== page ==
Cannery tours offer a unique glimpse into
one of Alaska’s biggest industries.
Most visitors anticipate visiting gold-rush exhibits and displays
when visiting Alaska, but few realize the importance of canneries
to the development and economic growth of the state.
According to the University of Alaska, the state accounts for
more than half the shoreline of the U.S. Alaska’s share of wild
fish harvested for human food is about 75 percent of the country’s
total, worth upward of $3 billion annually.
The best way to see this mega-industry is a tour of a cannery or
A cannery tour is an attraction that visitors appreciate on
several levels. I’ve seen tourists stand wide-eyed as large boats
unloaded thousands of salmon into holding totes. They’ve poked at
fish headed down processing lines, and admired the skills of
filleters slicing salmon into bright-red fillets, which are
vacuum-sealed or prepared for smoking and canning. And of course
they delight in tasting some smoked or processed salmon, halibut or
rockfish at tour’s end.
One of the best tours I found in my northern travels is Copper
River Seafoods in Cordova. The business was started by owners Pip
Fillingham, Bill Bailey and Scott Blake, commercial fishermen who
wanted to produce a quality product for market. The result is a
multi-faceted canning and fresh-frozen business, and a new business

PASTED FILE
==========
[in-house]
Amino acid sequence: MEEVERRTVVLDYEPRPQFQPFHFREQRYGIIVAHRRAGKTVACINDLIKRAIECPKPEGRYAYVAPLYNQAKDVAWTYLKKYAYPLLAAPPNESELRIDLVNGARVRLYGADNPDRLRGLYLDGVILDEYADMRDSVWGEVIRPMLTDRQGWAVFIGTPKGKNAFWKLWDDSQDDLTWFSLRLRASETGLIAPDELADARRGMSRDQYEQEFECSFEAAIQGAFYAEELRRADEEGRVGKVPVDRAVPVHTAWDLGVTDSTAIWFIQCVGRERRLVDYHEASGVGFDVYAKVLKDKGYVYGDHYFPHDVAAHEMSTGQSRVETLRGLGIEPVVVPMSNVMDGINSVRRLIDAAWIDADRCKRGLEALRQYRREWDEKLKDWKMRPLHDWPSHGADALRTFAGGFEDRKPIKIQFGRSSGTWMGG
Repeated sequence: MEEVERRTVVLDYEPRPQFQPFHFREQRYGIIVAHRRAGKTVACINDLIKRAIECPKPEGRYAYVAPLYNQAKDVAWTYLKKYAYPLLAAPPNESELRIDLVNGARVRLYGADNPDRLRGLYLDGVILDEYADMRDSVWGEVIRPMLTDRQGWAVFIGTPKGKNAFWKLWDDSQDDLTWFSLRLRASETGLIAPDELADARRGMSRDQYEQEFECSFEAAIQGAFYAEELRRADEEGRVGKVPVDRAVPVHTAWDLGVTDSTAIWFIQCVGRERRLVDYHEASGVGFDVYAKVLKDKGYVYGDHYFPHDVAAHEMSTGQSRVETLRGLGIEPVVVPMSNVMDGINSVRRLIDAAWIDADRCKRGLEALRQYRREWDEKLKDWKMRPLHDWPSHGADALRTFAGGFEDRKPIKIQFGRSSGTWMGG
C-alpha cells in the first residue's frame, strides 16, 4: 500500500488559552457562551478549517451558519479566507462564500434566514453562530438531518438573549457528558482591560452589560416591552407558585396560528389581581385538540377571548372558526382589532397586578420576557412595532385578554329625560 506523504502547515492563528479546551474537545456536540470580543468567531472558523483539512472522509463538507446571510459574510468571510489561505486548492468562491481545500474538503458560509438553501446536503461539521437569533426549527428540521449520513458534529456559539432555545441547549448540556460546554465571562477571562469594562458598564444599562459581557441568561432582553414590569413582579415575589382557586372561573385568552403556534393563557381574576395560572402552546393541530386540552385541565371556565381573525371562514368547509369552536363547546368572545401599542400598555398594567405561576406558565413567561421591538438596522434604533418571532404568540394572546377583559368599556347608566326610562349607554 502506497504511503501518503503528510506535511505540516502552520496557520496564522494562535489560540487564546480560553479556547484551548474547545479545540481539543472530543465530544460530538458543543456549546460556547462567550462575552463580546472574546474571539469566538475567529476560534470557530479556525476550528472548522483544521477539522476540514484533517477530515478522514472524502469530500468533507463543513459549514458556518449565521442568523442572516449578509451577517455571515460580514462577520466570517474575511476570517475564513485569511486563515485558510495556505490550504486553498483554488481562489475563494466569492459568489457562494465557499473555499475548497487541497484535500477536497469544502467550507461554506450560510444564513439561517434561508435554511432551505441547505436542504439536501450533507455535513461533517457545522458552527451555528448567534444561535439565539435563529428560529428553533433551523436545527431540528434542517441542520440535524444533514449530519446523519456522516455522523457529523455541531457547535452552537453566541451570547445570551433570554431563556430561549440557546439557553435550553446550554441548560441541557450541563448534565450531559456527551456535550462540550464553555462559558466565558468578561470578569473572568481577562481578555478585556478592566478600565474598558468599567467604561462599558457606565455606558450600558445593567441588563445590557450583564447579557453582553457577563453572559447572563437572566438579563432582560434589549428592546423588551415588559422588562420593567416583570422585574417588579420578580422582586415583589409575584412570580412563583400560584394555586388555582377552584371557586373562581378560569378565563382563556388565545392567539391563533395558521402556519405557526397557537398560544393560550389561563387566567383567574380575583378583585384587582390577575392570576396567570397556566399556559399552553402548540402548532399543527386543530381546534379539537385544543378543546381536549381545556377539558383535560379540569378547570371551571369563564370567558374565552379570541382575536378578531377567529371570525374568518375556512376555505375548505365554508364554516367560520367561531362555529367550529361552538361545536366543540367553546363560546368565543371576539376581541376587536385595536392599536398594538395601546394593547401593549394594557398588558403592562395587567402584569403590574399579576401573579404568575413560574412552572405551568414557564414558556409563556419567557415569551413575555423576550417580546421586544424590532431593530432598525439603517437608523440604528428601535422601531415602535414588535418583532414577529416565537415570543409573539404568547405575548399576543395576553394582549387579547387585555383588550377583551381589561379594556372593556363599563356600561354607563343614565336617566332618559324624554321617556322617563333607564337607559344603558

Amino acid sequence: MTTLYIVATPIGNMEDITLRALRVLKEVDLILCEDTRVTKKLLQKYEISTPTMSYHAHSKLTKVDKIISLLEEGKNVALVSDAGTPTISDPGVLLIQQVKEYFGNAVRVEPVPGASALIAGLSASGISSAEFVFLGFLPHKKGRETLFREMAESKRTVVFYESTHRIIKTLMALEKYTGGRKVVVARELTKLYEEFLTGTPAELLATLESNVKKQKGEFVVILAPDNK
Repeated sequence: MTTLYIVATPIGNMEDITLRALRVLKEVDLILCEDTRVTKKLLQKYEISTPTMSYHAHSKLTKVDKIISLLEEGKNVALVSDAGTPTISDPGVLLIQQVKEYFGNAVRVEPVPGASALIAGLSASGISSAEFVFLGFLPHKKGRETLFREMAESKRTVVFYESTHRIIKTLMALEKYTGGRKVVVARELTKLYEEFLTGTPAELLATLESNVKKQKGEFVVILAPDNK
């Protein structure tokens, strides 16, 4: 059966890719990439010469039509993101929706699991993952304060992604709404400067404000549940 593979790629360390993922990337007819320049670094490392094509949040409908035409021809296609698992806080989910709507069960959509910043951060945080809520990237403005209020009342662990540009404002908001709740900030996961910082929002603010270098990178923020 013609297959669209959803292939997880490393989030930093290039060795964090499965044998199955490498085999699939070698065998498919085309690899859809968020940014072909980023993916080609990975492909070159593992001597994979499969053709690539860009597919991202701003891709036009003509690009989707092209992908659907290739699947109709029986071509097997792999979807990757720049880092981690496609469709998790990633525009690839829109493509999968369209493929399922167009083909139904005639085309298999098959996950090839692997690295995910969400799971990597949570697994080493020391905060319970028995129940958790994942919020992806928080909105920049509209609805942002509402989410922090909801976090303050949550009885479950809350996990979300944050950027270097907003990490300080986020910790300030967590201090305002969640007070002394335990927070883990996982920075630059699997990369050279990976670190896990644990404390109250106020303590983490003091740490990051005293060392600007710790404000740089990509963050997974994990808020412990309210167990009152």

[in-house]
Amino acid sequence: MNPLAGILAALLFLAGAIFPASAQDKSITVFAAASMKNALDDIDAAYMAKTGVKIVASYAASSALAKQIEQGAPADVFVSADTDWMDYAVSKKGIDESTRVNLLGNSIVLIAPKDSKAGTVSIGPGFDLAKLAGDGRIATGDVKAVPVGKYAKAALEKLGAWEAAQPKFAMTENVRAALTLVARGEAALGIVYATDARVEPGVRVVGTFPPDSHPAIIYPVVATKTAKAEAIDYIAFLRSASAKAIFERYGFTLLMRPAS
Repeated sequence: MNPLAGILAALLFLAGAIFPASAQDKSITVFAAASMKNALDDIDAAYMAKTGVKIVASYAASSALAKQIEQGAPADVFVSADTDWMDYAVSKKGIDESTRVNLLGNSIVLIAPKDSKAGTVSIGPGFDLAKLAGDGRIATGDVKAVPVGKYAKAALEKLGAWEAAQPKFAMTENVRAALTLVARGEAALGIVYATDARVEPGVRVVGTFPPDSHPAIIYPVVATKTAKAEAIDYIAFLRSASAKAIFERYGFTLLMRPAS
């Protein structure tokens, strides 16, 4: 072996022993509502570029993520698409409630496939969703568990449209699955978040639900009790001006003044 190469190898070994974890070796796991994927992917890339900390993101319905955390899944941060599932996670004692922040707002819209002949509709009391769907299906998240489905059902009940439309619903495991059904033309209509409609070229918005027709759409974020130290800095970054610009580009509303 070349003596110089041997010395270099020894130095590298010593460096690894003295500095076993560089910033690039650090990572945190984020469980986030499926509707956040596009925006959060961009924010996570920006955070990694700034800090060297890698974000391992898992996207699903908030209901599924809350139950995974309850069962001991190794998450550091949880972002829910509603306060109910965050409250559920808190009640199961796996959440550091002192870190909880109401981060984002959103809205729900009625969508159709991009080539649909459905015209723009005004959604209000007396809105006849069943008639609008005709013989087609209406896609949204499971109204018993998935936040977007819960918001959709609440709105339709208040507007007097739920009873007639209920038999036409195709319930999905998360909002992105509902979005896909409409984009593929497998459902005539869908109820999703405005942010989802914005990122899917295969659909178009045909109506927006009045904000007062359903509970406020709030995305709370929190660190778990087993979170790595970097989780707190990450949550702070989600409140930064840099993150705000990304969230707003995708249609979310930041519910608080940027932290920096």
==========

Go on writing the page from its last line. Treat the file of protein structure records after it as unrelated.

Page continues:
model for canneries that is worth recommending to your clients as
part of their Alaska tour package.
“We weren’t really happy with the way the market was going,”
said Fillingham. “So we started direct marketing our own fish
individually to restaurants, grocery stores and retail outlets.
“We’ve grown very fast,” he said. “We leased a building for
eight years, and just purchased our processing building last year.
We’re doing $30 million in sales now, which is pretty good for a
company that was doing virtually no business 10 years ago.”
Copper River Seafoods bought 3 million pounds of sockeyes in
2006, he said, where in a normal year they buy 1.5 million pounds.
Copper River sockeye salmon is prized worldwide for its rich flavor
and firmness and fish have commanded prices of up to $20 a
What can your clients expect on a cannery tour? The processing
schedule varies day by day. Fish are unloaded and prepared for
filleting and processing by 25 to 28 workers in a control line.
Clients will wear a raincoat as they tour a plant as water spray
is commonplace and the floors are wet. They’ll see the
state-of-the-art machinery used to gut and remove bones. Fillingham
pointed out that one section of processing equipment alone costs
Of special interest to most visitors is the firsthand look at
how fish are smoked, from brine baths to air drying to the actual
smoking process. The tour is educational in showing how consumers
should process, store and utilize salmon and halibut at home or for
A cannery tour is more than just the processing facility and
agents should recommend to clients to take in the total
First of all, next to these canneries are boats and fishermen,
who are usually willing to talk to inquisitive tourists who walk
the docks. It’s worth an hour for clients to hike down to the boat
dock and watch fishermen repair nets, patch boats or stay busy with
myriad chores before the next opener. Variety is commonplace, as
I’ve seen boats with shrimp, crab, salmon, halibut and other
species unload at dockside. In many cases, I was able to buy shrimp
directly from the fishermen. Seeing a few hundred thousand shrimp
in a hold, rather than a small container at the local grocery
store, is an eye-opening experience.
However you cut it, there is nothing fishy about recommending an
Alaska cannery tour to your clients, as either a do-it-yourself
exploration or a shore-excursion option on their Alaska cruise.